The code required to upload a file is similar to the file deletion code in Figure 1, requiring only a couple extra lines of code. Figure 3 lists code that uploads a file from a local Web server to a remote FTP server.

Dim sw As StreamWriter 'Imports System.IO

Dim status As String = ""

'Configure the request

_ftpWebReq = FtpWebRequest.Create(_ftpRoot + "test.txt")

_ftpWebReq.Method = WebRequestMethods.Ftp.UploadFile

_ftpWebReq.Credentials = _

   New NetworkCredential(_userName, _password)

_ftpWebReq.UseBinary = False

Try

   'Read the local file in preparation for upload

   sw = New StreamWriter(_ftpWebReq .GetRequestStream())

   sw.Write(New StreamReader(Server.MapPath("test.txt")) _

       .ReadToEnd)

   sw.Close()

   'Send the request

   _ftpWebResp = _ftpWebReq .GetResponse() 'upload the file

   status = _ftpWebResp.StatusDescription

   _ftpWebResp.Close()

Catch ex As Exception

   status = ex.Message

End Try

lblResult.Text = status

Figure 3: This code demonstrates how to programmatically upload a file to an FTP server.

Figure 3 begins by declaring a couple of variables, including a StreamWriter object from the System.IO namespace. The request is then configured in much the same way as Figure 1 s file deletion code. In this case, the Create method is used to specify the file name that should be assigned to the soon-to-be uploaded file (test.txt). This FTP filename doesn t necessarily have to be the same as the source file s name. Another notable difference from the previous code sample is the line of code that sets the method property to an upload request instead of a file deletion request.

You might also have noticed a new line of code that sets the FTPWebRequest s UseBinary property to False. While not strictly necessary, this optimization allows our simple text file to be transferred more efficiently by avoiding the overhead required to transfer more complex binary files. Most other (non-text) file types require a binary transfer, so in such cases the UseBinary property should be left at its default value of True.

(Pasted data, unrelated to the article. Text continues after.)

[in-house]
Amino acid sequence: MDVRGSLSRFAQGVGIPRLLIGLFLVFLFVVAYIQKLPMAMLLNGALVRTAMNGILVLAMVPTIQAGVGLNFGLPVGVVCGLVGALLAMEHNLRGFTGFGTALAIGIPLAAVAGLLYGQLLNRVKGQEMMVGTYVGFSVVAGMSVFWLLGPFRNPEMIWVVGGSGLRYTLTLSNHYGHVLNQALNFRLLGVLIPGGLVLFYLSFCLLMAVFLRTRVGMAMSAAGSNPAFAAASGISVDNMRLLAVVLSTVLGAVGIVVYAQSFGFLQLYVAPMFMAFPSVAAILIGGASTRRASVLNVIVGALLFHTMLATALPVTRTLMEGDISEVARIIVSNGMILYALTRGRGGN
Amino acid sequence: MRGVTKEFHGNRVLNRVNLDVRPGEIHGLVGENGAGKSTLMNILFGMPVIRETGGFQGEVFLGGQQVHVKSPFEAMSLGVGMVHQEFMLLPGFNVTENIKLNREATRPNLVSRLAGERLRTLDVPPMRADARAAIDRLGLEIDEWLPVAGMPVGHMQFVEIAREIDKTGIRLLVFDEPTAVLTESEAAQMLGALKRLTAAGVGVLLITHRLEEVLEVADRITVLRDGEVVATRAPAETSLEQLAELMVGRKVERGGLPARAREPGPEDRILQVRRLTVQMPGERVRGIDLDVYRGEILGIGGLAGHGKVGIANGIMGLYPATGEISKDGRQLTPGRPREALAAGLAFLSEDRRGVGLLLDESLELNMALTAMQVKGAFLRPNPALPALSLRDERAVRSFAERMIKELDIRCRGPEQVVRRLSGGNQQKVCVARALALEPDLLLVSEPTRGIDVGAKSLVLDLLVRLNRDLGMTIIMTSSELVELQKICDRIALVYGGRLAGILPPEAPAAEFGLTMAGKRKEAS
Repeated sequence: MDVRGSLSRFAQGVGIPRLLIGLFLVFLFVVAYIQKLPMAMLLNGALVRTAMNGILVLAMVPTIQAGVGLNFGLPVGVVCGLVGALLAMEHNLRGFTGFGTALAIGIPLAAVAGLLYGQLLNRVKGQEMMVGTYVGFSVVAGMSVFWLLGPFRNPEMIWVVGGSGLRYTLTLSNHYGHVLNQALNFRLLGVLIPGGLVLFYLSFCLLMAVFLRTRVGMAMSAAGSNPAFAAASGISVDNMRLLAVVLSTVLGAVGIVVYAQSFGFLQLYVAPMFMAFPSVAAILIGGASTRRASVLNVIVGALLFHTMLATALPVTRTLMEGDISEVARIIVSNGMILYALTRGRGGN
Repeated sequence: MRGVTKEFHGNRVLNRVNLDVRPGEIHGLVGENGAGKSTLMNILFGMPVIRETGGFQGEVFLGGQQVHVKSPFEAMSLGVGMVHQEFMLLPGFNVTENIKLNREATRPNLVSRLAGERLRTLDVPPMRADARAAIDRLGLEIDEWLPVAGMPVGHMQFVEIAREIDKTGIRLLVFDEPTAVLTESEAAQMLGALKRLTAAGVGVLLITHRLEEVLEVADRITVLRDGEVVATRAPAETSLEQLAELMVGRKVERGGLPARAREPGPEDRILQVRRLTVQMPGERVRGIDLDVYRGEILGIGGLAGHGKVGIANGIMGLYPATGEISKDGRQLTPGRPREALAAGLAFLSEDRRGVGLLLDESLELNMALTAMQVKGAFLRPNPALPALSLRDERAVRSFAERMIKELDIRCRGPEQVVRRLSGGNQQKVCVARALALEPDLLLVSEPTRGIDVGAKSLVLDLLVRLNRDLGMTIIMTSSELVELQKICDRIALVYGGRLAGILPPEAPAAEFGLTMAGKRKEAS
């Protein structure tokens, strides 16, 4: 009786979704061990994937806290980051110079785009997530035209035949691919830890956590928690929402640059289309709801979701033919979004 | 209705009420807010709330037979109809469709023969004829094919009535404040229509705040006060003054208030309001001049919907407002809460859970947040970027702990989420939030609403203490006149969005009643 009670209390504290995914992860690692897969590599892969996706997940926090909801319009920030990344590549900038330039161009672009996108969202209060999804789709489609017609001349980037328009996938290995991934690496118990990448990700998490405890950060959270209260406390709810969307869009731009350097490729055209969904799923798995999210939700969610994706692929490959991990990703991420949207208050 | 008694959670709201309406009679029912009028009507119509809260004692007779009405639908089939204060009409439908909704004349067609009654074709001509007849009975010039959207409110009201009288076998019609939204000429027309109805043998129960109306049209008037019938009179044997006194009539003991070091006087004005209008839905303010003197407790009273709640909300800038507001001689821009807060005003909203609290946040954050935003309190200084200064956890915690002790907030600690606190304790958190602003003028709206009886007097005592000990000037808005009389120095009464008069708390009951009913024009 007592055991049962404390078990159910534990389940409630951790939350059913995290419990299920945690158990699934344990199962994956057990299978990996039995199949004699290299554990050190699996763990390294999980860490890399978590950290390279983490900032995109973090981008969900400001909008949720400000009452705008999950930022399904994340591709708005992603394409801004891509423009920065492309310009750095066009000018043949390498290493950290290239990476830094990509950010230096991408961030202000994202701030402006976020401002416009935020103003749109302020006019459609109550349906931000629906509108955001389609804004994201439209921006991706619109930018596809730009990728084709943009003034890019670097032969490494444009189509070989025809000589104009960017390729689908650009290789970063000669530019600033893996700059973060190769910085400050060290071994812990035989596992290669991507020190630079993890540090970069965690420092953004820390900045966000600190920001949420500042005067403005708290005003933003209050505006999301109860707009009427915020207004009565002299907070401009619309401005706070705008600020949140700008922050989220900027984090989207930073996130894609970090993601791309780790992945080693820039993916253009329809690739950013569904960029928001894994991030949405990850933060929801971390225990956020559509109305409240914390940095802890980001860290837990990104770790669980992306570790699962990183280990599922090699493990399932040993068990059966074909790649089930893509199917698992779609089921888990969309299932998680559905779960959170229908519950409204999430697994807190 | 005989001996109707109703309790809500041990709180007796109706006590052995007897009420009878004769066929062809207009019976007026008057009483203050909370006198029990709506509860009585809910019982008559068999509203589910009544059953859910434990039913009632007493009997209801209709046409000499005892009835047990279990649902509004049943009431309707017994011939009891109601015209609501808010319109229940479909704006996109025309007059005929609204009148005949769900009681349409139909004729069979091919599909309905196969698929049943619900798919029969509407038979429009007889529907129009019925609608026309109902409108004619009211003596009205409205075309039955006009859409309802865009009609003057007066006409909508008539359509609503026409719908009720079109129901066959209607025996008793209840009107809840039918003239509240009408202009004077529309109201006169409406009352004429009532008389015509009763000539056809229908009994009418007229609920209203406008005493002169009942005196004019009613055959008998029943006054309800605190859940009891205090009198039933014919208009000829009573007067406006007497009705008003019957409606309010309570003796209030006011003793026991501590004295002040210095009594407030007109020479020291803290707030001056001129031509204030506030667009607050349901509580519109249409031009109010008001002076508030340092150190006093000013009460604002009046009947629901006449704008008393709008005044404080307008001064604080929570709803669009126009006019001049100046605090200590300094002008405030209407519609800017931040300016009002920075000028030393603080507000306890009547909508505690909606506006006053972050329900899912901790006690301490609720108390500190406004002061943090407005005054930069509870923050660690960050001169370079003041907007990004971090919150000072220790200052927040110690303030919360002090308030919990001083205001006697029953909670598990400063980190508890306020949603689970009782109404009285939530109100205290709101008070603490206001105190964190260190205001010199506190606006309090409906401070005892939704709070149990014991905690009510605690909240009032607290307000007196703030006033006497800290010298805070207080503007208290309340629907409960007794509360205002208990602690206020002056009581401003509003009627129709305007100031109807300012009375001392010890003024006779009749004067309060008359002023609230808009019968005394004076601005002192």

The Try..Catch block of Figure 3 begins by opening the test.txt file from the local Web root and loads its entire contents into a StreamWriter object. (While the .NET Framework provides multiple techniques for opening and reading files, this technique is adequate for a small text file such as the one used in this example. Alternate techniques might be more optimal when dealing with large files.)

Just as in the previous file deletion example, the request is then sent to the FTP server and the response is retrieved and closed. The result is then displayed in a Label control on the page. A successful upload will return code 226 (Transfer Complete).

 

Download a File

The process for downloading a file is similar to the process for uploading a file. The code in Figure 4 can be used to request a file download from an FTP server.

Dim sw As StreamWriter 'Imports System.IO

Dim status As String = ""

'Configure the request

_ftpWebReq = WebRequest.Create(_ftpRoot + "test.txt")

_ftpWebReq.Method = WebRequestMethods.Ftp.DownloadFile

_ftpWebReq.Credentials = _

   New NetworkCredential(_userName, _password)

_ftpWebReq.UseBinary = False

Try

   'Send the request

   _ftpWebResp = _ftpWebReq .GetResponse()

   'Save the downloaded file to the local web root.

   sw = New StreamWriter(Server.MapPath("test2.txt"))

   sw.Write(New StreamReader( _

       _ftpWebResp.GetResponseStream()).ReadToEnd)

   sw.Close()

   status = _ftpWebResp.StatusDescription

   _ftpWebResp.Close()

Catch ex As Exception

   status = ex.Message

End Try

lblResult.Text = status

Figure 4: This code requests a file download from an FTP server.

The download request is configured similarly to the previously listed upload request. The FTP server s source file name test.txt is specified, and the method property is set to DownloadFile. The request is then sent to the FTP server, and the contents of the response stream are saved into a new file named test2.txt, which is placed in the local Web root folder.